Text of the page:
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[#] Wed Jan 21 2009 22:16:43 EST from fleeb @ Uncensored

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I've tried to mostly avoid showing him how to mess around with templates, as that's also kind of mind-bendy.

"It's like using the pre-processor, except it's built into the language, and much weirder."

No, boost::bind is ... well... it's seriously cool, but bizarre, especially when combined with boost::function.

I could try to give an example, I guess...

class A



  int fn( int i ) { return i + 5; };


class B



 int some_other_fn( int i ) { return i + 10; };


class C


 int some_weird_fn( boost::function< int () > fn )

 { return 12 + fn(); };


int some_weirdness( int arg )


  int result = 0;

  A a; B b; C c;

  if ( arg < 3 )


    result = c.some_weird_fn( boost::bind( &A::fn, &a, arg ) );




    result = c.some_weird_fn( boost::bind( &B::some_other_fn, &b, arg ) );


  return result;



So, if you call weirdness with a -5, result will be 12.  If you call weirdness with 12, result will be 34.

This is only the tip of the iceberg.  It helped me do some amazing stuff that, normally, I'd have to do with a pre-processor instead, since the second parameter could just as easily be some variable you acquired some other way, or the third parameter can be a placeholder  (_1, _2, _3, etc.. not sure how many placeholders you can use) so something using the function can supply the argument instead.  Totally flippin' cool, with type safety, yet tremendous flexibility. The latest Microsoft compilers have it as part of tr1 now; the thing is so useful, it made its way into the standard library package for modern C++ compilers.

[#] Thu Jan 22 2009 12:14:27 EST from Peter Pulse @ Uncensored

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I know you were just joking about the stream thing.. but it was just a good example of something really confusing. As far as explaining aggregate types, I wouldn't even use the word "aggregate". Because that is a word that most people don't use very often.. it adds another level of confusion that is in my mind not required. When I learned C, I didn't think of structure as aggregate types.. I already had a word I was required to memorize.. "structure". That is the problem I keep finding with C++, that the whole mentality with it is snarled up in all these concepts and abstractions and explanations of why this horribly complex stuff is all worth it, really! You have to stow half a textbook worth of concepts in your head before you get anywhere near comfortable with it. I am more tool oriented, I don't need to see my code in a programming textbook.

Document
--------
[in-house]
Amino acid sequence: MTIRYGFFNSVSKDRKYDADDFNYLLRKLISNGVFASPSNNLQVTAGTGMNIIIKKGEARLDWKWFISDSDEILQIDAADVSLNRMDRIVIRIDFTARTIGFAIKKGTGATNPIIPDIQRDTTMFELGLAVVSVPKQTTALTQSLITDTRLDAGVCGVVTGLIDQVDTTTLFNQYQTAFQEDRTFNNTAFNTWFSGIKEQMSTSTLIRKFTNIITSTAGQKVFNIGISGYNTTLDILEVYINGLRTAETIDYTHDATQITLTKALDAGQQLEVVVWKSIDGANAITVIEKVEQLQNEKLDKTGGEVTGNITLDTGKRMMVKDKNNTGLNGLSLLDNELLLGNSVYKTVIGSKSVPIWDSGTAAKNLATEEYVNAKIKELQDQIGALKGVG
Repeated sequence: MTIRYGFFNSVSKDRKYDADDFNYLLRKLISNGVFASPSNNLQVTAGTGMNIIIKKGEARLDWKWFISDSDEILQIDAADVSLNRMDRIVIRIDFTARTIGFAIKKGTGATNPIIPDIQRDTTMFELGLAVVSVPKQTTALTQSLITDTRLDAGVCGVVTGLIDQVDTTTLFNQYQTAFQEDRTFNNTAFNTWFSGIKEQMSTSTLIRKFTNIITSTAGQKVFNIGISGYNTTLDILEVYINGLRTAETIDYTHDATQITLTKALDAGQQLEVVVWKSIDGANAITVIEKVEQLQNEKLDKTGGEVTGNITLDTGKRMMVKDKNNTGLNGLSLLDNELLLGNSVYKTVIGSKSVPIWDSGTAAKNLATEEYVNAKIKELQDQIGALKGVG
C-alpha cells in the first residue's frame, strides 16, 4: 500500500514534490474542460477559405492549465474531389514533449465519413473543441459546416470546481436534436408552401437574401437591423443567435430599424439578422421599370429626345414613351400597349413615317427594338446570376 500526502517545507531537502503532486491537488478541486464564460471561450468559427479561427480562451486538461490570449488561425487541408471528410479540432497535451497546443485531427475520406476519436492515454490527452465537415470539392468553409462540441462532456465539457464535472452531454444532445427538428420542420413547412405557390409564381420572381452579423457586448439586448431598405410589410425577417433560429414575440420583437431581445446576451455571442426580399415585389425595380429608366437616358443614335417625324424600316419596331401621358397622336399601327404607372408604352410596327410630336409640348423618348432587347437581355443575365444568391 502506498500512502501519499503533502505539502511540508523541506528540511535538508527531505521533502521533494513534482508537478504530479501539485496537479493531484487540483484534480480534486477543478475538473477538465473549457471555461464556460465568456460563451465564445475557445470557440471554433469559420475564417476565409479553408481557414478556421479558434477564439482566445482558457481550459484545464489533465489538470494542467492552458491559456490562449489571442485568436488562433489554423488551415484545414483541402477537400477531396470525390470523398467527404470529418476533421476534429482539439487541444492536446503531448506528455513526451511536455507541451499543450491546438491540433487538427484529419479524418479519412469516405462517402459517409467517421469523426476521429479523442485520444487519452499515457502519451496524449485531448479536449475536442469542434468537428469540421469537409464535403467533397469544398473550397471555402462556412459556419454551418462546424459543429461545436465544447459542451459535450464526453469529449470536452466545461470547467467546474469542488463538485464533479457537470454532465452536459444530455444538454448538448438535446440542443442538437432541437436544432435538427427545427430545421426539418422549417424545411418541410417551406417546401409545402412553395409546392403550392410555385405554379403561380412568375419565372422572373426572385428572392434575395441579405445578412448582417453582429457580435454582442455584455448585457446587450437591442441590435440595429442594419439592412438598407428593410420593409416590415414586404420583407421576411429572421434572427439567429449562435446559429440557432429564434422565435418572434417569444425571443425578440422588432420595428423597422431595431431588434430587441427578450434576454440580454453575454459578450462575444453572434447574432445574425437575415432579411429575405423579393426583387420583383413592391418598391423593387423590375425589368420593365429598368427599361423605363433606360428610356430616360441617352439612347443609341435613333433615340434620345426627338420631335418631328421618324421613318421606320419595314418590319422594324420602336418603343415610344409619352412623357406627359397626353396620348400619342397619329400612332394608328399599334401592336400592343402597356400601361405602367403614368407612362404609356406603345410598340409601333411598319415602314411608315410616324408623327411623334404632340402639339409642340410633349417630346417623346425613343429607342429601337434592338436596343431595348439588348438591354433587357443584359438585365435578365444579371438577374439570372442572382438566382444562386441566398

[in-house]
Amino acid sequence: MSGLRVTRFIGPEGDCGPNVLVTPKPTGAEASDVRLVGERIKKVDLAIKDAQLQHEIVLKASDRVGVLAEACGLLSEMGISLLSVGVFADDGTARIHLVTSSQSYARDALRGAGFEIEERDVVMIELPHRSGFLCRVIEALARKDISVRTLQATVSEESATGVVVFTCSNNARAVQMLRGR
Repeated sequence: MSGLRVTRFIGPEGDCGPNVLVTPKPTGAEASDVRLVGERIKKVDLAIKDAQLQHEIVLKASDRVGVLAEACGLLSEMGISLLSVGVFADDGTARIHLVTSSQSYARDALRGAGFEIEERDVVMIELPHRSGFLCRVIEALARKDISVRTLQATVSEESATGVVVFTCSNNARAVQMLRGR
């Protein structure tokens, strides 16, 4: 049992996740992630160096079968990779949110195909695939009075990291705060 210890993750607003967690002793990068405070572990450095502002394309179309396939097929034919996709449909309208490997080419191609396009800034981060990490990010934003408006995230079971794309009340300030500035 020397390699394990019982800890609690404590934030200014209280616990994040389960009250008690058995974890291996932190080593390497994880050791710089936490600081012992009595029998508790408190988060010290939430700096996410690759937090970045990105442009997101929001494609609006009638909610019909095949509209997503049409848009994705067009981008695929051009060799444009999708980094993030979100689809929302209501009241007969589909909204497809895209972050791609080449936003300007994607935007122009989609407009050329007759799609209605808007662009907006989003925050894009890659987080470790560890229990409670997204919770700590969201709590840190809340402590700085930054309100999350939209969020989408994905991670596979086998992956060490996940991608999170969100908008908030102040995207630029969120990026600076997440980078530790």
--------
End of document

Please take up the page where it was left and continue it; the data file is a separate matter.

[#] Thu Jan 22 2009 12:25:41 EST from fleeb @ Uncensored

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Well, I get that, actually.

I know a lot of C++ developers who really don't use the full potential of the tool. They just sorta stick to writing their tools, and ignore or rail against the language's designs because, to their way of thinking, the language works well enough doing it their way.

And you know, for what a lot of people do, I suppose that's good enough.
You can still write your applications, and you can still get stuff done.

But... BUT... if you *do* learn the why behind the features... if you *do* take the time to lug that whole compendium of concepts, abstractions, and explainations around in your head... if you *do* learn how to push the language to its n-th degree, you'll be able to write some extremely powerful, flexible, elegant code.

In this way, C++ is like the English language. Most people use English well enough to get by, but a really good wordsmith can express themselves in English such that nobody mistakes what the wordsmith is saying, and can even be moved by the use of his words.

That said, sometimes you just want to get shit done.

I'm not trying to bury my young coworker with the full power of C++. As much as possible, I'm trying to limit his exposure to just the stuff he needs to do what he needs to do. It's limiting, but it's doable. But I do want him to take the time to learn the 'textbook' stuff when he feels up to it.